As you know, last year I quit my job, left the corporate world and decided it was time for me to work on something of my own. I felt it was the right time for me. I had enough experience to understand how business worked and I was also unmarried at the time with no children. I’m well aware that priorities in life change when you’re married and have children so I wanted to give it a go while this window of opportunity was still open. Now, I’m married 🙂 … and I’m sure that children will be on the cards in the next couple of years so the clock is ticking! 🙂
As I reflect on my final 6 months in the corporate world I realise that I could have approached the things I did much more effectively to really help me move towards where I want to go.
My final 6 months in the corporate world was a very turbulent time for me, both personally and professionally. I spent the vast majority of it very sick. I had glandular fever and, once recovered, I was soon back into hospital to have tonsillectomy (not a nice thing for anyone, particularly when you’re an adult!). I lost a lot of weight and at my lightest I was 69KGs. It was also very hard-going at work with massive changes taking place, both in my team and also in the organisation itself. Huge workloads and dealing with change is tough in the best of times, and when you’re unavailable to work for a lot of that time due to illness it can create a lot of stress.
At this time, I also had the idea of creating my own business and realised that it was the best time for me to do it.
However, because there was just so much going on in all aspects of my life I was feeling very burnt out.
I know there are a lot of people that read this who are currently working in a job and have an interest in starting their own business. This article is for you. Below, I share 3 things I wish I had done prior to quitting my job which I hope can serve you well.
1. Built Up My Business
When I quit my job and left the corporate world I hadn’t really started my business. I had plans in place and had done some work on the website but that was about it. I was lucky enough to get my first couple of clients in the first month through networking and some solid hustle, but it would have been a lot easier if I had the business up and running earlier with greater traffic coming through to my website (the business uses an online model… you can check it out here: Graduate Jobs Australia).
If I were to do it again, I would run the business in the background for at least 6 months. This would have allowed me to not only grow the business but to test the business. It would have allowed me to speak with potential customers and get their input, tailor my packages and provide a better solution off-the-bat. It would have also allowed me to maintain more of an income rather than going from a six-figure salary to a zero-figure salary.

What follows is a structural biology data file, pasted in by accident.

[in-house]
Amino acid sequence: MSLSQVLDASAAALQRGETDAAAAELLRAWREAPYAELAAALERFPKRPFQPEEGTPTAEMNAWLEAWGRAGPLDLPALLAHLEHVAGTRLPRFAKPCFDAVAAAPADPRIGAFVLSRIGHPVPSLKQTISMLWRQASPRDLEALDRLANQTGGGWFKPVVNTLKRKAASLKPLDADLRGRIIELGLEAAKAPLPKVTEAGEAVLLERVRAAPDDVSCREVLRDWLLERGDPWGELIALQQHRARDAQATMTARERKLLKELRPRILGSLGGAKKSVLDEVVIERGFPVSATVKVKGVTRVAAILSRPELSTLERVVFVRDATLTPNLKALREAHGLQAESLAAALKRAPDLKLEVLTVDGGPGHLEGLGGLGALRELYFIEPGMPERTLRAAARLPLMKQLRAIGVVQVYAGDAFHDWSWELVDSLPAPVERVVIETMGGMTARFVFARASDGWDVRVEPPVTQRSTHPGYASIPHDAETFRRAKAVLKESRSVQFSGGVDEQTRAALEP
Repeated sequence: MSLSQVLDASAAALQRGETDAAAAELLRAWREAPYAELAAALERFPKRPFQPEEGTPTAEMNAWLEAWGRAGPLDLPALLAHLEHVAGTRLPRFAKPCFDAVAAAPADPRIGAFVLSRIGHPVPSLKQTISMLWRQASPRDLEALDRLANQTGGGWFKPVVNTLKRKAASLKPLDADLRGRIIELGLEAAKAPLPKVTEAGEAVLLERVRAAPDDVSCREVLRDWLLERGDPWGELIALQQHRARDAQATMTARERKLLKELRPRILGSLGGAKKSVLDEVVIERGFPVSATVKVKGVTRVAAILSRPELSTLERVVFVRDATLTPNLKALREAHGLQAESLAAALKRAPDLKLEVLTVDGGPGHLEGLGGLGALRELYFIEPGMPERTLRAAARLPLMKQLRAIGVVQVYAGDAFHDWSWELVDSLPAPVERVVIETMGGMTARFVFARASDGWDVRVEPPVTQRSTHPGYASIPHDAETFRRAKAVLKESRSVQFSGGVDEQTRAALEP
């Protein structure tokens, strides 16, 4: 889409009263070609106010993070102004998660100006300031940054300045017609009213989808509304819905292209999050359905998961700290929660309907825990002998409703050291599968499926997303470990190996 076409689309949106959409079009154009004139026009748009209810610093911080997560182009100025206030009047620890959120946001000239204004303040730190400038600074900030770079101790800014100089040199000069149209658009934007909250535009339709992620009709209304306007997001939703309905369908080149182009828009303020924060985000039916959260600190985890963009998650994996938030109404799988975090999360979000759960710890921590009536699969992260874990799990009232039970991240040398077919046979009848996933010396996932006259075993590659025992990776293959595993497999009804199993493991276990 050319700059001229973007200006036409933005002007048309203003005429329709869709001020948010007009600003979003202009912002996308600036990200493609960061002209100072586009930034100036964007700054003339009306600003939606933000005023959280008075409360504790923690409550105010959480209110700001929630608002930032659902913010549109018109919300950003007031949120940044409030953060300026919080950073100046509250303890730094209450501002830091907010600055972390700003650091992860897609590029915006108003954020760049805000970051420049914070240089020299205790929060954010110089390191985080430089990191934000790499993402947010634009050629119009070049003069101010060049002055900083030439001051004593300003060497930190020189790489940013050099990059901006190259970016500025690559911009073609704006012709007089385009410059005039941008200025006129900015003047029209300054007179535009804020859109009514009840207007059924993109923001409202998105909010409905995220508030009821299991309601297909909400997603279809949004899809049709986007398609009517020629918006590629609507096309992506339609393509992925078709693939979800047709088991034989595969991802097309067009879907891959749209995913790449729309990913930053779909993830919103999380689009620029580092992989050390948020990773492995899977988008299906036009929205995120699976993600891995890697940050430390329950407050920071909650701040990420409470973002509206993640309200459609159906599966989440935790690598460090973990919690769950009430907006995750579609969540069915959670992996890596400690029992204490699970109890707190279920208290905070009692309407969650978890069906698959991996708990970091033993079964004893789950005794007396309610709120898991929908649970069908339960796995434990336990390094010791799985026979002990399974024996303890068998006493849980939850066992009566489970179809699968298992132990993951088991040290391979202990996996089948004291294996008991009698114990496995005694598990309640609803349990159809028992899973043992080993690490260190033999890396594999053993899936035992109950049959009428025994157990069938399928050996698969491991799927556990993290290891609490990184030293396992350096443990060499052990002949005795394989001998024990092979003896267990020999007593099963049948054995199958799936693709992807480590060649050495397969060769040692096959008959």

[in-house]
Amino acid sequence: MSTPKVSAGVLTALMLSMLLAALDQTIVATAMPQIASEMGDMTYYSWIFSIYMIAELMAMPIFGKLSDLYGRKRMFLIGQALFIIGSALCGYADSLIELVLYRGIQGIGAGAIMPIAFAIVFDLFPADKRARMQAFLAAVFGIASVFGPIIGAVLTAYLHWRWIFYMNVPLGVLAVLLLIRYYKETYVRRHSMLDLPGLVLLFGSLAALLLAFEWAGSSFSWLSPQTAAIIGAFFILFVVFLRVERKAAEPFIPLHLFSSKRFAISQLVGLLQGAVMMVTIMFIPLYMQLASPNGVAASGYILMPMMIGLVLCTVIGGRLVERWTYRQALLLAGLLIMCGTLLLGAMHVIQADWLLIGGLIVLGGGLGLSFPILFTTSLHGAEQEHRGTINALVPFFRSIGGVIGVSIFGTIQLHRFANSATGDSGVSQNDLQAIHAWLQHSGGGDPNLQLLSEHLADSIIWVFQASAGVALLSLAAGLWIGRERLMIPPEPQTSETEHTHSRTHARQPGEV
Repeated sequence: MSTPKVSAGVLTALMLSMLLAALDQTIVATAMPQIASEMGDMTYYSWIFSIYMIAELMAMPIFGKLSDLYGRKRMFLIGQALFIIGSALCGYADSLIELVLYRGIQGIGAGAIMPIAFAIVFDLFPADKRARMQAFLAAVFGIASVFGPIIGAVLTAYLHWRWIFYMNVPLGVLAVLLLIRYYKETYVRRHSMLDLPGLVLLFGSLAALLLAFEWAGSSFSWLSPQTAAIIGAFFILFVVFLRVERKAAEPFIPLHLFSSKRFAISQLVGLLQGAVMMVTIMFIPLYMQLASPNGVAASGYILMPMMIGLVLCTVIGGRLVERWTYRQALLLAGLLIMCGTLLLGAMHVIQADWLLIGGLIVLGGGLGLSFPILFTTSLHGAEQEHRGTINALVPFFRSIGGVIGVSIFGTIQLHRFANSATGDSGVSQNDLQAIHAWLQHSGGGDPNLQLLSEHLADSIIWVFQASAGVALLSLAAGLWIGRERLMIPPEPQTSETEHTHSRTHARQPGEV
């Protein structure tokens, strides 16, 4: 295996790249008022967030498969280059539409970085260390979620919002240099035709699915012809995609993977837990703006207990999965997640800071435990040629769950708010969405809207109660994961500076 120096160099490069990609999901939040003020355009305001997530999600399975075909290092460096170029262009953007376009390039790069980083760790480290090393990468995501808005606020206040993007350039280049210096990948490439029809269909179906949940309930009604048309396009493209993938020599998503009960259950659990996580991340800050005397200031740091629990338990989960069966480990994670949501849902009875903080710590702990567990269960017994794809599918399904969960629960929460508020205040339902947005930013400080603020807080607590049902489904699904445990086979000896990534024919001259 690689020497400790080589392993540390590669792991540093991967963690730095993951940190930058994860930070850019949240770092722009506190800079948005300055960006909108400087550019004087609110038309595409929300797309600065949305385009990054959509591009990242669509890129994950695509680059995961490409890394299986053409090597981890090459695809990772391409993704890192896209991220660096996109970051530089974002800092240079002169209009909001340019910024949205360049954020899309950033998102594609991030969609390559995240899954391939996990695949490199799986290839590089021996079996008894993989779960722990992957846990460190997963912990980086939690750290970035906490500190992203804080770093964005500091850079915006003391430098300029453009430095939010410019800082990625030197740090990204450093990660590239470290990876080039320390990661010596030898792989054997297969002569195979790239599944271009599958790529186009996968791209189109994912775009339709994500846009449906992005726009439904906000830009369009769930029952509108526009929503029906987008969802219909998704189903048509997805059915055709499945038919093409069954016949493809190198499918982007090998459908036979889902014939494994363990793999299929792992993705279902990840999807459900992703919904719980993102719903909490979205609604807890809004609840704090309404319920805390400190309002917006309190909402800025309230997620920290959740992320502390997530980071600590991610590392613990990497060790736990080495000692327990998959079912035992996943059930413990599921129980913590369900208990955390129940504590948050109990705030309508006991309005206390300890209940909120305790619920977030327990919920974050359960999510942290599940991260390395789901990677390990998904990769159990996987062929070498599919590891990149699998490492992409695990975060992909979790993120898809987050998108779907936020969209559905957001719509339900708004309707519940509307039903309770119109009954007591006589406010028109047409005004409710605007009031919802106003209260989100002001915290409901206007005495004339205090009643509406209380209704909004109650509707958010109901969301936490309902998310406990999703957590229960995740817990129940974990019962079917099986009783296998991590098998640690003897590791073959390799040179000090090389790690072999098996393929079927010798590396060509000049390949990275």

I think with everything going on at work at the time and with my own ‘before marriage and kids’ clock running down I made a quick decision to leave.
Even now, just 9 months after leaving the corporate world, I’ve built up the business to have over 50,000 pageviews per month and over 2,000 users. I’ve also now got some good client success case-studies which will make it easier moving forward. It would have been better to be where I am now and go into it full-time at this stage of the business which would have helped maintain a better income.
2. Spoke More Openly with My Employer and Colleagues
I kept my ideas to myself at work. I didn’t want others to know that I was thinking about leaving. I believed that if I told others about my plans then this would then give them reason to believe that I was not committed to my job anymore.
However, when I look back on it I feel it would have been much wiser of me to speak more openly about my thoughts, ideas and plans.
My team and the people in my organisation were fantastic in supporting each other. For example, we encouraged and supported managers in helping them create development plans for their team members which would build the capabilities required to get the team member to where they wanted to go… whether that was inside the organisation or not.
We understood the needs and desires of individuals and did everything we could to support them.
Even with this knowledge and being a key driver of it myself because of my role in HR, I still didn’t feel comfortable talking openly about my own ideas and plans.
If I were to do it again, I would have spoken more openly with my manager about where I wanted to go and the timeframes I desired to do it within. Not only do I feel she would have fully supported me in making it happen, I also feel it could have led to some fantastic and really insightful discussions on the business and how it could operate.
What I’ve learned since being in business for myself is that the amount of support you have is critical. It can be lonely working for yourself but when you have others that support you it’s great to bounce ideas around and take things to another level. If I used my last 6 months in the corporate world more wisely and spoke more openly about my plans I could have built up more of a support network with my colleagues. The clients of my business are corporates (I deal with HR professionals) so my colleagues would have been perfect people to bounce ideas with.